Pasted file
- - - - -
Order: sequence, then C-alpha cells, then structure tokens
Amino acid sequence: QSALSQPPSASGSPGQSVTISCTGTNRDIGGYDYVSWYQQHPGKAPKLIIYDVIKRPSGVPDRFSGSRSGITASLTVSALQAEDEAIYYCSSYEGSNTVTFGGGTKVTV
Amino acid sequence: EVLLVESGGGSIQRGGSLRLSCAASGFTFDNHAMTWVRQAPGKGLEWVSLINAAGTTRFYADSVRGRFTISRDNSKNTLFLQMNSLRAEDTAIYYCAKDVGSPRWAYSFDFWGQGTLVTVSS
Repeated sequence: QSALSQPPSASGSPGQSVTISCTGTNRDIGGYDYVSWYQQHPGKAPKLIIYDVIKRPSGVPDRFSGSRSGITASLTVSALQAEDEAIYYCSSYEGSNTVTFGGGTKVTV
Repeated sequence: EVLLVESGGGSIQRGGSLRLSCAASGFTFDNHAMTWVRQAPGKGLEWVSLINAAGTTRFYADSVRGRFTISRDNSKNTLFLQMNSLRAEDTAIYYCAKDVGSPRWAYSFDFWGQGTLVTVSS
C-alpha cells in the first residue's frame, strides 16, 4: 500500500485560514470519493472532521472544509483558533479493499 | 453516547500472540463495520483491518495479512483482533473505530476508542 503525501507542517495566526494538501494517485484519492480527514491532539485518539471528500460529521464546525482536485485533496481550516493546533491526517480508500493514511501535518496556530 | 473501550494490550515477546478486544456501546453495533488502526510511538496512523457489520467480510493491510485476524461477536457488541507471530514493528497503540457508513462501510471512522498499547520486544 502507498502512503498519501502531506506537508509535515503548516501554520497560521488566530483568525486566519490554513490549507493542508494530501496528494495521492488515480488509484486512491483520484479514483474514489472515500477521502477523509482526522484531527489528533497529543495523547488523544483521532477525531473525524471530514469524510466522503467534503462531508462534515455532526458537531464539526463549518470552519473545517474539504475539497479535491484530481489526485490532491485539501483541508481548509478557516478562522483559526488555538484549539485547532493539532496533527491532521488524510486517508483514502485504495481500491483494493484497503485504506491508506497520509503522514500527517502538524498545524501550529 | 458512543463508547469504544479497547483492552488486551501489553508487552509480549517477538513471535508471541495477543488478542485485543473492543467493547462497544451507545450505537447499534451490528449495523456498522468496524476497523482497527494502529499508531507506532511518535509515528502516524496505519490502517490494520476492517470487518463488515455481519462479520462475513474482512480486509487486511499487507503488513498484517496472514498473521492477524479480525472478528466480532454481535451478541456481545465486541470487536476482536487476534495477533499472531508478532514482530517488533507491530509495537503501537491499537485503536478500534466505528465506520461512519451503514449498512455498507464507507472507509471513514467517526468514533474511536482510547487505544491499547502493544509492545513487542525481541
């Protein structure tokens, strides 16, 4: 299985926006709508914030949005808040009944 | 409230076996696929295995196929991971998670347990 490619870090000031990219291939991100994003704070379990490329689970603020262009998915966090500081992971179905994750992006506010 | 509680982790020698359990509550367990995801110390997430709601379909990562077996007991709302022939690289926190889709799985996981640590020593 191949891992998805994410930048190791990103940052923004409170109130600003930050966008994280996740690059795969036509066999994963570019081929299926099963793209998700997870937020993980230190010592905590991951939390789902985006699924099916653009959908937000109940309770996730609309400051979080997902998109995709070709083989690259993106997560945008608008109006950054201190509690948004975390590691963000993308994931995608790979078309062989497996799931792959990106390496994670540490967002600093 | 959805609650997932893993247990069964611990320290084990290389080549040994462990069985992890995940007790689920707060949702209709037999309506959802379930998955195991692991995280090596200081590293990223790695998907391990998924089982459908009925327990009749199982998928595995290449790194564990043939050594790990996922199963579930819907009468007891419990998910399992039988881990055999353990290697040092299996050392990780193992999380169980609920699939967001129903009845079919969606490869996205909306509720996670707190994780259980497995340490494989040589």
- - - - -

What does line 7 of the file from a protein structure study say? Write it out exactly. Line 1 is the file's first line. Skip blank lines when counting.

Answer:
């Protein structure tokens, strides 16, 4: 299985926006709508914030949005808040009944 | 409230076996696929295995196929991971998670347990 490619870090000031990219291939991100994003704070379990490329689970603020262009998915966090500081992971179905994750992006506010 | 509680982790020698359990509550367990995801110390997430709601379909990562077996007991709302022939690289926190889709799985996981640590020593 191949891992998805994410930048190791990103940052923004409170109130600003930050966008994280996740690059795969036509066999994963570019081929299926099963793209998700997870937020993980230190010592905590991951939390789902985006699924099916653009959908937000109940309770996730609309400051979080997902998109995709070709083989690259993106997560945008608008109006950054201190509690948004975390590691963000993308994931995608790979078309062989497996799931792959990106390496994670540490967002600093 | 959805609650997932893993247990069964611990320290084990290389080549040994462990069985992890995940007790689920707060949702209709037999309506959802379930998955195991692991995280090596200081590293990223790695998907391990998924089982459908009925327990009749199982998928595995290449790194564990043939050594790990996922199963579930819907009468007891419990998910399992039988881990055999353990290697040092299996050392990780193992999380169980609920699939967001129903009845079919969606490869996205909306509720996670707190994780259980497995340490494989040589």